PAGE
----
against an entity of which an officer is an agent.”). As such, the official-capacity
claims duplicate the claims asserted against the County of Kauai and are therefore
dismissed. See Wong v. City & Cnty. of Honolulu, 333 F. Supp. 2d 942, 947 (D.
Respondeat Superior Claims
To recover under a respondeat superior theory, Plaintiffs must establish: (1)
a negligent act of the employee (breach of a duty that is the legal cause of injury)
(2) that occurred within the employee’s scope of employment. Henderson v.
Professional Coatings Corp., 72 Haw. 387, 391-92, 819 P.2d 84 (1991). Plaintiffs
fail to do so here. Because the Court concludes that Calio is entitled to the state
law qualified/conditional privilege, his employer, the County, cannot be liable
under the doctrine of respondeat superior. See McCormack v. City & Cnty. of
Honolulu, 2014 WL 692867, at *3 (D. Haw. Feb. 20, 2014) (internal citations and
quotations omitted) (dismissing respondeat superior claims against City where no
tort claims remained against individual officers). Accordingly, the County is
entitled to summary judgment on these claims.7
Municipal Liability Claim Against the County (Count III)
For the reasons discussed above with respect to Calio in his individual
capacity, the Section 1983 claim against the County fails to state a claim to the
extent it relies on violations of the Hawaii Constitution and the Eighth
Amendment, and is accordingly dismissed. The Court next turns to the claim for
The present ruling applies to the respondeat superior claims against the County based on
Calio’s conduct only. To the extent Plaintiffs allege tortious conduct by Perez and Barriga in
their individual capacities, those claims are not addressed by the instant motions. Accordingly,
the County remains subject to respondeat superior liability to the extent there are remaining tort
claims against these other officers. See Freeland v. County of Maui, 2013 WL 6528831, at *25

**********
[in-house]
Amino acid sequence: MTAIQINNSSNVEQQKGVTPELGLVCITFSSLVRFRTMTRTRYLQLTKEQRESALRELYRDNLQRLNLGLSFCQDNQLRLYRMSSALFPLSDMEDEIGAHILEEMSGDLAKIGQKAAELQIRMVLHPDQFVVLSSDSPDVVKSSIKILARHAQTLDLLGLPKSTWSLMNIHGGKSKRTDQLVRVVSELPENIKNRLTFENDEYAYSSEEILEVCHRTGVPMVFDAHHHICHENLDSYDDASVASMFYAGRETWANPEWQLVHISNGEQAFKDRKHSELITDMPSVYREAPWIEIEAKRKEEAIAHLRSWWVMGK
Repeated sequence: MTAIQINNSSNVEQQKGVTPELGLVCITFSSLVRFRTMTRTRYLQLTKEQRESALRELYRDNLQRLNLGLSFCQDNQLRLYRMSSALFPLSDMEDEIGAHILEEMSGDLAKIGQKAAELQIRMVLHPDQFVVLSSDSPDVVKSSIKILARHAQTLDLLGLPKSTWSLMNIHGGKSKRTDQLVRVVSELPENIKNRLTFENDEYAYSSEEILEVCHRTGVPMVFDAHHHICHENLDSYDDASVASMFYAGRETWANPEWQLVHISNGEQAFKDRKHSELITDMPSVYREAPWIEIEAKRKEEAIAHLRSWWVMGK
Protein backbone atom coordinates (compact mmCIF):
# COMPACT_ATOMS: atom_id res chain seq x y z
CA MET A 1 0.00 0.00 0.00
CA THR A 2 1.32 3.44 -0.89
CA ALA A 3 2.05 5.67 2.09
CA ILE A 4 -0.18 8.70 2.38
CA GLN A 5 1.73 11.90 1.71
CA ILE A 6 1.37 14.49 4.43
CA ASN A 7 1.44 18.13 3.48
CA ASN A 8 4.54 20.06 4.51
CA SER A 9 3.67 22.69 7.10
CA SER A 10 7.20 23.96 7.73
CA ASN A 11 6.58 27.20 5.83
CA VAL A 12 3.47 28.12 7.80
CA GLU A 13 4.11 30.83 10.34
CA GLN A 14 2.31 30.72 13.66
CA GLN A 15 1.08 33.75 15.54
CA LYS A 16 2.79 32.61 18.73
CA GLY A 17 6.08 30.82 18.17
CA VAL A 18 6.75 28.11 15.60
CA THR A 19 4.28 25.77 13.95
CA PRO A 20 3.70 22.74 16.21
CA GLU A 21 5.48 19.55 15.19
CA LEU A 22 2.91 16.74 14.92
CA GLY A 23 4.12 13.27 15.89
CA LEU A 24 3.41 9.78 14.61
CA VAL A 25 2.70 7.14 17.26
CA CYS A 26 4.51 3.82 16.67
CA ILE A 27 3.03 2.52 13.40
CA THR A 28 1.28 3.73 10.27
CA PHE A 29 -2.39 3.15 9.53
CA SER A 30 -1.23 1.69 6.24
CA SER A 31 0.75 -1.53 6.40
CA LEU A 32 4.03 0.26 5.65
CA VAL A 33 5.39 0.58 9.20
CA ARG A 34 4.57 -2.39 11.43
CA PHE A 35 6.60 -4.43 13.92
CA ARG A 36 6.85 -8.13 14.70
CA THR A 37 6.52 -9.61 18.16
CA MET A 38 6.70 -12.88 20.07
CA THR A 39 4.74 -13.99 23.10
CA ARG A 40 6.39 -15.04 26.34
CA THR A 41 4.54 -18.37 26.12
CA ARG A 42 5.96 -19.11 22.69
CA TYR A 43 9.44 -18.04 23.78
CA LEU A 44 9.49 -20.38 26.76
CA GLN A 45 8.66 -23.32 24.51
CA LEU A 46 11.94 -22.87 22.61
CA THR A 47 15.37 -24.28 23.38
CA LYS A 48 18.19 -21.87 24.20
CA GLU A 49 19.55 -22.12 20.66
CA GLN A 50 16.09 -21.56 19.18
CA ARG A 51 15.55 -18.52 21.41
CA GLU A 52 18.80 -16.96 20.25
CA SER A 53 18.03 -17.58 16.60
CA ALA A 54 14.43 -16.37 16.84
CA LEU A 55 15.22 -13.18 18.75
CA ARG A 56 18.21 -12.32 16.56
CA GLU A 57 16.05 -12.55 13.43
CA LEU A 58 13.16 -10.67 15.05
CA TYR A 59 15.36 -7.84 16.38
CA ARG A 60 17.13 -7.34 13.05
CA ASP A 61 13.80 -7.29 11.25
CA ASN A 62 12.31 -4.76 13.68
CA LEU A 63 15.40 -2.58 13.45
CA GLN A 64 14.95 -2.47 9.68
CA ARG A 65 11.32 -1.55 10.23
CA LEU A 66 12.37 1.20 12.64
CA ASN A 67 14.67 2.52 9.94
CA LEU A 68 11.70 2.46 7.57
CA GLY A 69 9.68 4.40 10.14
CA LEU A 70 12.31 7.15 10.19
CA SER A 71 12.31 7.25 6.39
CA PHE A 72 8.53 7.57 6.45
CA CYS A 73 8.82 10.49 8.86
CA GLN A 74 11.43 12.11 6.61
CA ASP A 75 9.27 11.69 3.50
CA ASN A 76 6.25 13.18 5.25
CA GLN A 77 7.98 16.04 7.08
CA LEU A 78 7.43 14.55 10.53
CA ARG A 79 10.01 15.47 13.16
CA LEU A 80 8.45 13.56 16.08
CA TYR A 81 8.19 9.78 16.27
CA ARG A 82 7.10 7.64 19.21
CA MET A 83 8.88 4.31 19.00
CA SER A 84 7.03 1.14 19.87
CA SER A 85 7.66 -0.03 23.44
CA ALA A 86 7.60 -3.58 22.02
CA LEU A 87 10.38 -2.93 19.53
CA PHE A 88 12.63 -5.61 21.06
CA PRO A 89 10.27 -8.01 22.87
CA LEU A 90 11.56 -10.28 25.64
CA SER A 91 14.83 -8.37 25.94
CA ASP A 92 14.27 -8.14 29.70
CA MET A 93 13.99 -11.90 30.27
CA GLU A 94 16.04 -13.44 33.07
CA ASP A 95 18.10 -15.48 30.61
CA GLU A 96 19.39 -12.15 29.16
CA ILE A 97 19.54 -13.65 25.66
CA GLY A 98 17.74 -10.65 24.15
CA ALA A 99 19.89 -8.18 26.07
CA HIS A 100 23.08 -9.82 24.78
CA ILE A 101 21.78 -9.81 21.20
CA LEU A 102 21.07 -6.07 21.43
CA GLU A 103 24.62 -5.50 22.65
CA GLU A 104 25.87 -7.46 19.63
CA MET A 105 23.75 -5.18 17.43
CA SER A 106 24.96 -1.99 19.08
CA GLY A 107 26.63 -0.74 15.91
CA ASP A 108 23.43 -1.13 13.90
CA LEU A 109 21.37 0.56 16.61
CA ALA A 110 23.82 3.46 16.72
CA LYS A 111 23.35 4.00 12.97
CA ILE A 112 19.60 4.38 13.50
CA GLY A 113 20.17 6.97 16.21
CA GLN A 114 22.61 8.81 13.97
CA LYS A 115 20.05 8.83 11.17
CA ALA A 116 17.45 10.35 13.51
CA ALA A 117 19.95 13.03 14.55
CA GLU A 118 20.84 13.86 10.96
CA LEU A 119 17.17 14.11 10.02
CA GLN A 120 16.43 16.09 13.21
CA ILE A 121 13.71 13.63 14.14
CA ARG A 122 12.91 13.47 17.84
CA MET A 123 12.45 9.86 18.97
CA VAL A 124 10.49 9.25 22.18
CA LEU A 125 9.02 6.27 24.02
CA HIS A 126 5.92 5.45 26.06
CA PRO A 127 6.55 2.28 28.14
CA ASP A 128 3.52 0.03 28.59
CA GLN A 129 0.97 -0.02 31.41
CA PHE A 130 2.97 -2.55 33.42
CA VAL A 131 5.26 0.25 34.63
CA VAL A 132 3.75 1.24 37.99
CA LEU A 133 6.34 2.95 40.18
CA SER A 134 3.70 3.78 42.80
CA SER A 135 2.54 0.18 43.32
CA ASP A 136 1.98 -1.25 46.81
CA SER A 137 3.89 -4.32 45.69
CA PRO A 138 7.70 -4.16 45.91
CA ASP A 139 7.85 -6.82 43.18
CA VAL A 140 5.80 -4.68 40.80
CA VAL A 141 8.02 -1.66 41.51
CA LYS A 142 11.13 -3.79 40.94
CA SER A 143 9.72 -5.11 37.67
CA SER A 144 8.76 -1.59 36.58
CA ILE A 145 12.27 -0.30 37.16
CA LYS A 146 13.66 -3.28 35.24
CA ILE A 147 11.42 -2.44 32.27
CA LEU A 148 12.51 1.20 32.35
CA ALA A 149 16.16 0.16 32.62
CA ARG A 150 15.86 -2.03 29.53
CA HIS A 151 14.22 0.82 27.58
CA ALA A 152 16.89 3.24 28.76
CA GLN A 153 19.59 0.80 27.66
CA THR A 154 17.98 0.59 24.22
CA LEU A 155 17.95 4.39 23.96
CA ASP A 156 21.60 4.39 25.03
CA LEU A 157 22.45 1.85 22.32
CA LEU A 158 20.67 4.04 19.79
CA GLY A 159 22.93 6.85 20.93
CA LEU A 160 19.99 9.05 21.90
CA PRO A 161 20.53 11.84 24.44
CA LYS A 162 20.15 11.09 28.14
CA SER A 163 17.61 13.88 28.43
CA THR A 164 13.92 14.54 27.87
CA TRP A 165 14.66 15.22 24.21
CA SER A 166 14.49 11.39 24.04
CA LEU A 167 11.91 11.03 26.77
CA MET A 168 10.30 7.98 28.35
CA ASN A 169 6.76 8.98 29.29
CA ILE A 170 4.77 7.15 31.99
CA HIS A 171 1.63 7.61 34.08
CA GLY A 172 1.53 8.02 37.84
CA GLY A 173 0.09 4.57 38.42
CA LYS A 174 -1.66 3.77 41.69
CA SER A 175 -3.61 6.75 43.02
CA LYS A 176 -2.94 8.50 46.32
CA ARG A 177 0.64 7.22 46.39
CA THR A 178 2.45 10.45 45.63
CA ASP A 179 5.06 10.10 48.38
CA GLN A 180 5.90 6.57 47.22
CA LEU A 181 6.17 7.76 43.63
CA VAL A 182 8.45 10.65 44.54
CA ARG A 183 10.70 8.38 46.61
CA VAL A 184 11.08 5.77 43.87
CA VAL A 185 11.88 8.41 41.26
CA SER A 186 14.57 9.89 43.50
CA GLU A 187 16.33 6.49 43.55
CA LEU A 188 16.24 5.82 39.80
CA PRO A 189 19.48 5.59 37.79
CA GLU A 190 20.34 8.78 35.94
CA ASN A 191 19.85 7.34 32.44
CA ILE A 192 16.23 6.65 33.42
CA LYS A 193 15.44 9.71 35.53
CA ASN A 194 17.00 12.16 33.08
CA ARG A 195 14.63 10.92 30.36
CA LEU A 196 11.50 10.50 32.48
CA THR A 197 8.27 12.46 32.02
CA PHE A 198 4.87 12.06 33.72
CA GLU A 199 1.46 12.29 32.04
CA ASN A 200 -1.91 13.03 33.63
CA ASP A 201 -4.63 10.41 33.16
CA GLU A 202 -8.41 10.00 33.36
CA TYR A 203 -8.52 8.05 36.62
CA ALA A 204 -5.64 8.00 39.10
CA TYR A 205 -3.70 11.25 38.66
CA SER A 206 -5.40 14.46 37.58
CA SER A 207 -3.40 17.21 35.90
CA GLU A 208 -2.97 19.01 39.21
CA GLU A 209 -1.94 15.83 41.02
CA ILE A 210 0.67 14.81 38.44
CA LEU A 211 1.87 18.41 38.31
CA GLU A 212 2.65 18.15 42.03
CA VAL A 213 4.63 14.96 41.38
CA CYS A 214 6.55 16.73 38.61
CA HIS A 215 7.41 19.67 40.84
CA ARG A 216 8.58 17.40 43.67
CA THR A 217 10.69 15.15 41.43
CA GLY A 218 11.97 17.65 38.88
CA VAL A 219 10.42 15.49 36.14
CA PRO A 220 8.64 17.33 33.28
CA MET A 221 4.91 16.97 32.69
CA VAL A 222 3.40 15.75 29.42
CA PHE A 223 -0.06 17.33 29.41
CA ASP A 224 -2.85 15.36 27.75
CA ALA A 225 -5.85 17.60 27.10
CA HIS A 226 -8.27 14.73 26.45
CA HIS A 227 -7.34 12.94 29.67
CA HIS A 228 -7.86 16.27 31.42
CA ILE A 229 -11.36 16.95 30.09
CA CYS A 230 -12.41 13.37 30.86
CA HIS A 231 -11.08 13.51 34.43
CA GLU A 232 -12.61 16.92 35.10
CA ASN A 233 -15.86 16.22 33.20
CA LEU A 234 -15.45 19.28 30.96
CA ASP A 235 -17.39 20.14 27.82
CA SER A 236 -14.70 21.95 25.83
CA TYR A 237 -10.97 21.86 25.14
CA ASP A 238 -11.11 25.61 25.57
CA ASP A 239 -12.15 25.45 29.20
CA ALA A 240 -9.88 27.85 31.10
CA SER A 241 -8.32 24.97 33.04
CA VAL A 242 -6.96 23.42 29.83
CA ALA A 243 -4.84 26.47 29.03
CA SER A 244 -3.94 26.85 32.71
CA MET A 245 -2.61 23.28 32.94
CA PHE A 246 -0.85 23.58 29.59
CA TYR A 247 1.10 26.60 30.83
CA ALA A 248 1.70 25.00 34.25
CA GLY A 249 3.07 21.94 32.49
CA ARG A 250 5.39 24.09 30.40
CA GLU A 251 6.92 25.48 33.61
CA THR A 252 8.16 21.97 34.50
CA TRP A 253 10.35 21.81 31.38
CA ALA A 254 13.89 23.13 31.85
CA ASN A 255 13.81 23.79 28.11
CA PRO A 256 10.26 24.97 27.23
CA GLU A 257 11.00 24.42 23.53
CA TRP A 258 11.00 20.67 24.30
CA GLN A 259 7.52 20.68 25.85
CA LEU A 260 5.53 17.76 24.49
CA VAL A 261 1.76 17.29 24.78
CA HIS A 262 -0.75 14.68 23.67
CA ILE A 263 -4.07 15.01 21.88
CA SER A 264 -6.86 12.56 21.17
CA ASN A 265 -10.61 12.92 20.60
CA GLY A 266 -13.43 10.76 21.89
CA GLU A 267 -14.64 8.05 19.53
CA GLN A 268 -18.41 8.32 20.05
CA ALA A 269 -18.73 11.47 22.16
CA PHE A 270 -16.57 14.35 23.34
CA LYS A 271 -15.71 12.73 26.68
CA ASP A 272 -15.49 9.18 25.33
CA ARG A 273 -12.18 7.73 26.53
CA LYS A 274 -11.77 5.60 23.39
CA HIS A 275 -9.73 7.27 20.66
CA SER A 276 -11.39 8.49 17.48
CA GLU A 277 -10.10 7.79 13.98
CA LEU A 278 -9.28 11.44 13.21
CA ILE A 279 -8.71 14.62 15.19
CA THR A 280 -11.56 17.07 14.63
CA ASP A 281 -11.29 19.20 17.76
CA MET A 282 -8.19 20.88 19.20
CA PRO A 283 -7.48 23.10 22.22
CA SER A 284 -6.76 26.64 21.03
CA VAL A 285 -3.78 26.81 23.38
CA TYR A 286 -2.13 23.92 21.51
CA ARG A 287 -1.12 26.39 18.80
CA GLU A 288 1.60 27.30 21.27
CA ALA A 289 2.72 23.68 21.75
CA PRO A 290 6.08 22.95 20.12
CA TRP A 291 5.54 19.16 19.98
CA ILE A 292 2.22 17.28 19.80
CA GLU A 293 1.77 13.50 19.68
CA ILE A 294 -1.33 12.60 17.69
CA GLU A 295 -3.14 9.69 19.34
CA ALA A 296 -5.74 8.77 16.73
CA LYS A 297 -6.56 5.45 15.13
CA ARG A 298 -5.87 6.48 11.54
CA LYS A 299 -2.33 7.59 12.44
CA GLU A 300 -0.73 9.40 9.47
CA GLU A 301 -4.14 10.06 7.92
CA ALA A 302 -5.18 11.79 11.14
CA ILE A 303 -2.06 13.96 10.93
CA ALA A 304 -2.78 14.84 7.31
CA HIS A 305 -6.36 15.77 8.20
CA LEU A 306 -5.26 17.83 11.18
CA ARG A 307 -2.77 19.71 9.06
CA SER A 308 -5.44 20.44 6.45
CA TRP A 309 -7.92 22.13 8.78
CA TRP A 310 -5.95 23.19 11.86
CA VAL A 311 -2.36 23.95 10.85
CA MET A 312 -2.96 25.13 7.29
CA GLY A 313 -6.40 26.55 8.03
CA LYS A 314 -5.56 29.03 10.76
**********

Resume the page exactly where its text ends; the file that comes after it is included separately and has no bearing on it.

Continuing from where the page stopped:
(D. Haw. Dec. 11, 2013) (“Because the individual line officers are all entitled to the
qualified/conditional privilege, respondeat superior liability may only be based on the torts
municipal liability against the County based on an official-capacity Monell theory
of liability under the Fourteenth Amendment.
A plaintiff may establish Monell liability by showing at least one of the
(1) conduct pursuant to an official policy inflicted the injury;
(2) the constitutional tort was the result of a “longstanding
practice or custom which constitutes the standard operating
procedure of the local government entity;” (3) the tortfeasor
was an official whose acts fairly represent official policy such
that the challenged action constituted official policy; or (4) an
official with final policy-making authority “delegated that
authority to, or ratified the decision of, a subordinate.”
Price v. Sery, 513 F.3d 962, 966 (9th Cir. 2008).
Plaintiffs allege that the County is liable under Section 1983 for failing to
properly train and supervise its officers, which amounts to deliberate indifference
to Louis’ rights. FAC ¶¶ 93-100. In Count III, Plaintiffs allege:
119. The constitutional violations committed by Defendants
CALIO, BARRIGA and PEREZ were the result of
Defendant COUNTY OF KAUAI’s deliberate failure to
properly train and supervise its officers in handling,
dealing with and/or taking custody of suspects and
arrestees who appear to be noncooperative and refuse to
come out of their homes, a situation that KPD Officers
allegedly committed by the remaining individual officer defendants, Officers Bigoss and
120. Defendant COUNTY OF KAUAI is tasked with properly
equipping KPD Officers with the needed non-deadly
force technologies available that would allow KPD
Officers to maintain their own safety and be able to
subdue suspects and arrestees without causing their